Having recently been propelled back into the real world as a mature university graduate, I wanted to share my job hunting experience with you to its eventual victory finding a position via LinkedIn here at ThoughtShift.
I jumped careers on a monthly basis through my twenties landing jobs that ranged from a legal secretary and finance PA to parading around Hamley’s Toy Store as a hippo. This was a time when getting a job was much easier – clearly and don’t knock the Hamley’s job, I turned on the Christmas lights with Will Young don’t you know. Post hippo, I landed a position as a Commercial Recruitment Consultant in 2008 when the recruitment industry was still a candidate led market and businesses knew that good candidates were difficult to find. If you hadn’t noticed already, things have changed. Finding a job in the current climate is like entering a war zone of equally talented soldiers all fighting for their lives and climbing over each other to get into the firing line and get noticed.
What to Expect
Employers are now sifting through the mass of great candidates looking for the one that is exceptional and according to recruitmentbuzz.co.uk there has been an increased use of professional networks like LinkedIn to source good candidates. Meanwhile, candidates are desperately reaching for any job that will interview them and competing against hundreds of job seekers. A major survey found that students will apply for 427,000 jobs by the end of this year, compared with just 244,000 in 2008. Just getting an interview is hard enough but there are now also a lot more task based interviews. I recently was expected to design a full email campaign and a website page using html and css just at the interview stage. From a cycle that used to take weeks, employers are now taking at least a month to select the right candidate. Since the recession hit in 2009 employers continue to tighten their budgets, which means that job seekers are going to have to work a lot harder than they used to, to be worth the money. “But how?” I hear you cry…
Market Yourself on LinkedIn
If you want to get the right job you need to learn to market yourself well and LinkedIn is a good place to start. Once you have completed the basic steps to create your LinkedIn profile there is a lot more you can do to raise your online profile…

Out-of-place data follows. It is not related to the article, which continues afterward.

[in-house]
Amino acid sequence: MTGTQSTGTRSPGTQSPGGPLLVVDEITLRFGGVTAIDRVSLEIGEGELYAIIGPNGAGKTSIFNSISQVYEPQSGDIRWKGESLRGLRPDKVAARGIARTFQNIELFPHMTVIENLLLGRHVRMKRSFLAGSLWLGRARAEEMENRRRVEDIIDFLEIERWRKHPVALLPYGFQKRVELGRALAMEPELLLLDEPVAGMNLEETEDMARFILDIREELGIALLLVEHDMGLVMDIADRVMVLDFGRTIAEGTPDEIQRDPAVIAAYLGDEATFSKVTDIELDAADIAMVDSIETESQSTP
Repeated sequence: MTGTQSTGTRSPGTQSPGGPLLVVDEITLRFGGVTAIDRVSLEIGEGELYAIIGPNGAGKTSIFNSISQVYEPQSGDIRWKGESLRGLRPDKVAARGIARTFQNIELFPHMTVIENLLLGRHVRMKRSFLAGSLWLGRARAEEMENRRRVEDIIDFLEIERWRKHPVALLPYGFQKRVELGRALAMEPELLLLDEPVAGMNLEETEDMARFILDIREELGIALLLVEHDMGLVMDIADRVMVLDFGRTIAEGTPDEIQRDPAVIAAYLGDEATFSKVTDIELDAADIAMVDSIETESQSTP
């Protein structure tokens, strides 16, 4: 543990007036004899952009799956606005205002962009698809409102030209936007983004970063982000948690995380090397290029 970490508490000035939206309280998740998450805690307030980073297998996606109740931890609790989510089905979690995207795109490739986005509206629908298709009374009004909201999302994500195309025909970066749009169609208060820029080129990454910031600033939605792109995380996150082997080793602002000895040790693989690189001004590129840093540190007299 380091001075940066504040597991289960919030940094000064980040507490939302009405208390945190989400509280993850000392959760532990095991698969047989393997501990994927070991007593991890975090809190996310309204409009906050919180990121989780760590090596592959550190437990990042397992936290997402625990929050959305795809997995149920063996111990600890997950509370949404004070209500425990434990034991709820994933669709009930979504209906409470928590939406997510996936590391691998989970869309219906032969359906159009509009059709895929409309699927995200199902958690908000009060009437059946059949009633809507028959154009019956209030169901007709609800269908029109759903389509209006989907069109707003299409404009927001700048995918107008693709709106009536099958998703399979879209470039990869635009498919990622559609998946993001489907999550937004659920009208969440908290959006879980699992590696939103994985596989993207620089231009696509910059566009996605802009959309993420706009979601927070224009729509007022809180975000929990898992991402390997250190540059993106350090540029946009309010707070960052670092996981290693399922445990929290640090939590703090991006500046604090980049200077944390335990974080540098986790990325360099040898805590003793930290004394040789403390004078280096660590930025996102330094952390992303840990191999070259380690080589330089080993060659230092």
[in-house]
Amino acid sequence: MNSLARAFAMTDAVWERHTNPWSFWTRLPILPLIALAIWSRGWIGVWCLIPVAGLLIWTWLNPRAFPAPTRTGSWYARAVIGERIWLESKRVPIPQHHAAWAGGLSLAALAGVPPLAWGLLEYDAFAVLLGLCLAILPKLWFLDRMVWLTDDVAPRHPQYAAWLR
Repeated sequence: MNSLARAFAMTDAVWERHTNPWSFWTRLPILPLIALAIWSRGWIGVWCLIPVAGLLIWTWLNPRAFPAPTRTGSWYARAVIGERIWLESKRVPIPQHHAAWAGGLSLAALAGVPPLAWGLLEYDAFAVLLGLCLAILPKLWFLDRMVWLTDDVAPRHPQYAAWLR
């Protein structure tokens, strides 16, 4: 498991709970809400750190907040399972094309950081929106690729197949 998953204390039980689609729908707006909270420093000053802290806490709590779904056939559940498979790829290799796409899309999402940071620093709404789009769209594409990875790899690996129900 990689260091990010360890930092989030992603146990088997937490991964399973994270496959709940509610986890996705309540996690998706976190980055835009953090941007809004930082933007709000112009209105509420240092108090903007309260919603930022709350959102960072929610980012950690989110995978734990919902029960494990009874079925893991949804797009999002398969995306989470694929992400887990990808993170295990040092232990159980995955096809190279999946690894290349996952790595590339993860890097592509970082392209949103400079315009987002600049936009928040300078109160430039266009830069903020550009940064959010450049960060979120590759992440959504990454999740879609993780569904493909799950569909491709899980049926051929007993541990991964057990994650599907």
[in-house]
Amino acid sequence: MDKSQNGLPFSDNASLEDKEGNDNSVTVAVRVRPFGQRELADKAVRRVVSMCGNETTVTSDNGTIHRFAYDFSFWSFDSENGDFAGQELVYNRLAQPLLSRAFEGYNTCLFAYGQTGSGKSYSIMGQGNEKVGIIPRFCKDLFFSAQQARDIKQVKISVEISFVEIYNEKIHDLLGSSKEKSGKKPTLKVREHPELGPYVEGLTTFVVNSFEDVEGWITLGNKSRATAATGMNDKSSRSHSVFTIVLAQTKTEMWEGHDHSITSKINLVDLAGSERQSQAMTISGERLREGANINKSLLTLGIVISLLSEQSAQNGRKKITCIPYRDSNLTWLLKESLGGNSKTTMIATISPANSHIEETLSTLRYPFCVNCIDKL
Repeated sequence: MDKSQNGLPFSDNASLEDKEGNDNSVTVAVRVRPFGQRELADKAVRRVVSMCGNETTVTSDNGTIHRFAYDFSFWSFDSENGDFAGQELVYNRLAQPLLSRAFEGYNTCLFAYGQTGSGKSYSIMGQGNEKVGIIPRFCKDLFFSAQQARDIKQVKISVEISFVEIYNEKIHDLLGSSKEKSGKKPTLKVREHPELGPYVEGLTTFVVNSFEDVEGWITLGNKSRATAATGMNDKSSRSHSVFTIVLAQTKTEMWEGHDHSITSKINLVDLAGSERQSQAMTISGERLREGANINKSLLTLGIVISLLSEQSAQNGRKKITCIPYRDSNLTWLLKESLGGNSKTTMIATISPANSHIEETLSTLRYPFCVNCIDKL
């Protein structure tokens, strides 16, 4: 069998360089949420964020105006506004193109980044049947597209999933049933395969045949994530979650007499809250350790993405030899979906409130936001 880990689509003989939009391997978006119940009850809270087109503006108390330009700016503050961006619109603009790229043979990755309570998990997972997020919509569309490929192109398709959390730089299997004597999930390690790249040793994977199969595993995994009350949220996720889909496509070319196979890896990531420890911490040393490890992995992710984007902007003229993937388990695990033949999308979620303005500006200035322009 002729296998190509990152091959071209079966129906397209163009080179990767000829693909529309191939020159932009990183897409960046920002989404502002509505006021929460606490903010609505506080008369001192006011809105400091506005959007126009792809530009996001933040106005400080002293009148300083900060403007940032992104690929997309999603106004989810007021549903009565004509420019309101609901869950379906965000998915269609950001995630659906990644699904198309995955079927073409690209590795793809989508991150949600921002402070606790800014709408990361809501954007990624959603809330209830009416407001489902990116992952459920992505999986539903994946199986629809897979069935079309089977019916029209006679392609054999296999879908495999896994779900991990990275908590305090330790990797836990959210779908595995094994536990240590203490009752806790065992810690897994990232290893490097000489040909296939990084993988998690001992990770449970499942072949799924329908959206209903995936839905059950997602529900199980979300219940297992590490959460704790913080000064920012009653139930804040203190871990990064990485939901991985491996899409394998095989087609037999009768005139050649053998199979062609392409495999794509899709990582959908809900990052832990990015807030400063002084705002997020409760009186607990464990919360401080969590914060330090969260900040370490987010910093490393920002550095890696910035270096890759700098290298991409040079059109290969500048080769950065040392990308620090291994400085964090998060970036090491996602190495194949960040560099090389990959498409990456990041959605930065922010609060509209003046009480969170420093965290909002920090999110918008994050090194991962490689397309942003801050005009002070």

1. Create a blog
Using a platform like WordPress, Tumblr or wix.com to create a blog that you can use either simply to share your thoughts on something you are passionate about or to house examples of your work. Share your blog on LinkedIn and post updates when you publish new blog posts. Here is my blog www.jenthered.co.uk as an example.
2. Get Recommendations
Having a good reference freely available for prospective employers to read is a fantastic way to get their attention but don’t just send the invite via LinkedIn, speak to your previous employer or university lecturers and ask them if they are happy to recommend you.
3. Add Links & Files
LinkedIn has a nifty little option to add a file or link to each position on your profile. Having examples of your work attached or linked to the position helps to communicate the job role and your range of skills. Here is a screenshot example from my profile:
4. Write and Share
To get the best results you need to write engaging updates linking to your blog and sharing other relevant updates. Be valuable and prove that you are passionate about the business you want to work in.
Connect with Relevant People
I was looking for a digital marketing job in Brighton so I searched and connected with any business owners of digital marketing agencies. LinkedIn can be restrictive but if you connect using the mobile phone app it doesn’t make you verify your association, which is very useful. In addition, every time I applied for a job I found the contact I emailed with my application and connected to them on LinkedIn, I was then able to use their email to help verify the invitation.
Once you are happy with your profile and have plenty of relevant connections send out a group email to them introducing yourself with a good short paragraph on your experience, strengths, skills and availability for work. This is exactly how I got the interview with ThoughtShift. After sending this message one of the owners got back to me recommending I applied for a position and several others expressed interest in me as a prospective candidate.
Be Creative and Confident…
Even if you are not looking for work in digital marketing, the expectations for digital savvy candidates is still high. When recruiting, employers are becoming more interested in candidates that are able to think ‘creatively’ and have the confidence to work on their own initiative. The smaller companies in particular are looking for all-rounders. With tighter budgets companies are having to consolidate job roles to include a wider range of tasks. Making a portfolio of your work available on your LinkedIn profile will demonstrate your creativity and confidence.
There is Still Hope
Although the recruitment industry has become tougher for candidates, if you are proactive online you can be ahead of the game. I did six interviews when I relocated to Brighton and got offered jobs from four of them and I can confidently tell you that it was my proactive online presence that got their attention. Showcasing yourself well online will help you stand out to employers eager to hire digital savvy candidates. If you put the time and energy into developing your skills and are able to present them well on your LinkedIn profile then you will, like the 90s release from Aswad proclaims, shine, shine like a star!
Good luck, I hope you found that useful. Follow my contributions to the blog to find out more about digital marketing or sign up to the ThoughtShift Guest List, our monthly email, to keep up-to-date on all our blog posts, guides and events.